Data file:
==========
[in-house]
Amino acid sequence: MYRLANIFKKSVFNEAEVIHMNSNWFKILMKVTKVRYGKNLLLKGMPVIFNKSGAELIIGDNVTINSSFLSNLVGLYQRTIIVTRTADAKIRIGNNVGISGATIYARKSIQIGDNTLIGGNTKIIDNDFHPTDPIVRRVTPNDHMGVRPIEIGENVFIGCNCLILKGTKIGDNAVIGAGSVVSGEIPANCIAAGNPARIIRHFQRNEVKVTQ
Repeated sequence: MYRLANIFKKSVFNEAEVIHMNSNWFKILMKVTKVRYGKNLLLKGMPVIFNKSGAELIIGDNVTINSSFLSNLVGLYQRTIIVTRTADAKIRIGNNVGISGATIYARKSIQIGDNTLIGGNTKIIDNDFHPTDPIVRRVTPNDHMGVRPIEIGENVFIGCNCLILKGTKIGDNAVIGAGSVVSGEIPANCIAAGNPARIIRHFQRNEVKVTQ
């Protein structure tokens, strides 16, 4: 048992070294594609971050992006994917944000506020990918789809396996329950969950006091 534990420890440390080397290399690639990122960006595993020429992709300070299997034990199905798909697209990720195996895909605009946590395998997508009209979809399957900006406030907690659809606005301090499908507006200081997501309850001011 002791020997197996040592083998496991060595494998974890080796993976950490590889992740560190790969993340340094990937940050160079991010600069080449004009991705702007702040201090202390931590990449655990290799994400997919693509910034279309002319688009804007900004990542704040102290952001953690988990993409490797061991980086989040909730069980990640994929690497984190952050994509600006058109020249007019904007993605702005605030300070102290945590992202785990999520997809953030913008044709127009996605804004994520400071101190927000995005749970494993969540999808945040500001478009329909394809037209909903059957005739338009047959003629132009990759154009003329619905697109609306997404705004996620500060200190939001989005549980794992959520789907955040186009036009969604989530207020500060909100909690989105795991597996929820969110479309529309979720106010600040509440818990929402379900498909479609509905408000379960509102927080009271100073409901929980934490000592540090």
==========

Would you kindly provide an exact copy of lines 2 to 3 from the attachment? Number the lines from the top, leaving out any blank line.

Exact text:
Amino acid sequence: MYRLANIFKKSVFNEAEVIHMNSNWFKILMKVTKVRYGKNLLLKGMPVIFNKSGAELIIGDNVTINSSFLSNLVGLYQRTIIVTRTADAKIRIGNNVGISGATIYARKSIQIGDNTLIGGNTKIIDNDFHPTDPIVRRVTPNDHMGVRPIEIGENVFIGCNCLILKGTKIGDNAVIGAGSVVSGEIPANCIAAGNPARIIRHFQRNEVKVTQ
Repeated sequence: MYRLANIFKKSVFNEAEVIHMNSNWFKILMKVTKVRYGKNLLLKGMPVIFNKSGAELIIGDNVTINSSFLSNLVGLYQRTIIVTRTADAKIRIGNNVGISGATIYARKSIQIGDNTLIGGNTKIIDNDFHPTDPIVRRVTPNDHMGVRPIEIGENVFIGCNCLILKGTKIGDNAVIGAGSVVSGEIPANCIAAGNPARIIRHFQRNEVKVTQ